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Oxfam Hunger Banquet

April 09, 2012
 

On Monday, April 9th, the VVS community participated in an Oxfam-inspired Hunger Banquet.  The Hunger Banquet is designed to teach how food and other resources are unevenly distributed throughout the world. It puts hunger into context. This event was organized by the students working on the VVS Millennium Development Goals (MDG) project.  Eradicating extreme poverty and hunger is the first United Nations’ MDG.

Caroline Diehl, our MDG program director, asked that everyone be open-minded and give this one hour and one meal (out of all the meals they will partake in this year) to actively think about hunger and poverty.  Hunger is a reality for nearly 2.5 billion people every day. According to Oxfam, an international relief organization devoted to developing solutions to poverty, hunger, and injustice, nearly 50 percent of the people on the planet live in extreme poverty – struggling to survive on less than $2.70 a day.

Monday’s diners included students, teachers and many local VVS parents, all of whom picked a ticket at random as they entered the dining hall. The ticket determined their status, and therefore, their place at dinner. Fifteen percent of the diners  were seated at cloth-covered, candle-lit tables in the balcony; thirty-five percent of the diners were seated on chairs; the remaining fifty percent sat on the floor.   David Harootonian, Shenandoah Cornish and Dako Lesman explained the meaning of each seating area: those on the balcony represented the high income group of people who are fortunate enough to have a nutritious daily diet and live a relatively secure, comfortable life. Those in chairs represented the middle income group who have varying levels of access to food and security; most have jobs and some access to education, but they live on the edge and can easily slip into the low income group.  Those on the floor represented the vast majority of people on the planet for whom life is a continual struggle for daily survival.  They are frequently hungry, have no access to adequate health care, and little or no chance for formal education.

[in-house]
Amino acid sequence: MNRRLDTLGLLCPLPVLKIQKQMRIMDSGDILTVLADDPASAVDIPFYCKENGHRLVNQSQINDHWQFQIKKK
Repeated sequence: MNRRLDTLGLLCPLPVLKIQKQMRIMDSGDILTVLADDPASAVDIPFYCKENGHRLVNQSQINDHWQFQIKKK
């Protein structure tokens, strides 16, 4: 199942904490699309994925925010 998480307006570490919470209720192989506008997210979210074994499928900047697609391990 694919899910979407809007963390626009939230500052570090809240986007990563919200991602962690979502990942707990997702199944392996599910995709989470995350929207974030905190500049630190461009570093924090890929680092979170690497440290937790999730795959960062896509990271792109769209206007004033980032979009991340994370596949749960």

At Monday’s dinner, those seated on the floor were given water, brown rice and flour tortillas and ate communally with no individual serving dishes or utensils. Those seated in the chairs were served a bowl of rice and beans and water and were told they could have seconds. The diners on the balcony enjoyed a dinner of steak, shrimp scampi, asparagus, and twice-baked potatoes, followed by strawberry shortcake for dessert.  The contrast between the experience of those in the balcony and those below was pronounced.

Raffle tickets were sold for several weeks before, and also during the banquet, to raise money for school fees for deserving girls in Malawi. Thanks to generous local donors – Desert Flour, Blue Moon Café, Cucina Rustica, Shadow Rock Grill at the Hilton, Rene’s in Tlaquepaque, Sedona Hot Yoga, Heart of Sedona Coffee, Bike and Bean, It’s Movie Time, Katie Chorlton Massage, NY Bagels and Pizza, and New Frontiers– the students raised $2,500 dollars.  This money will provide 25 girls with the necessary school fees to attend secondary school for one year.  

A number of students helped with the event, including Sophia Wastenays, David Harootoonian, Dako Lesman, Blue Sheffer, Sam Miles, Sam Grandaw, Alexa Szombathy, Emma Nyguen, David Sabih, Sonata Brokeviciute, Matt Schupack, Vicky Wu, Rebecca Weiss, Nic Plum, Seffa Klein, Habiba Warren, and Shenandoah Cornish.

Dako reminded participants that when they left the dining hall for the evening their “hardship” would be over, but for many people it is not that simple.  He asked that everyone share their thoughts about various aspects of the presentation and reflect on how we can inspire change.

For more information on the MDG Malawi Project, click here.

For more photos of the dinner click here.

 

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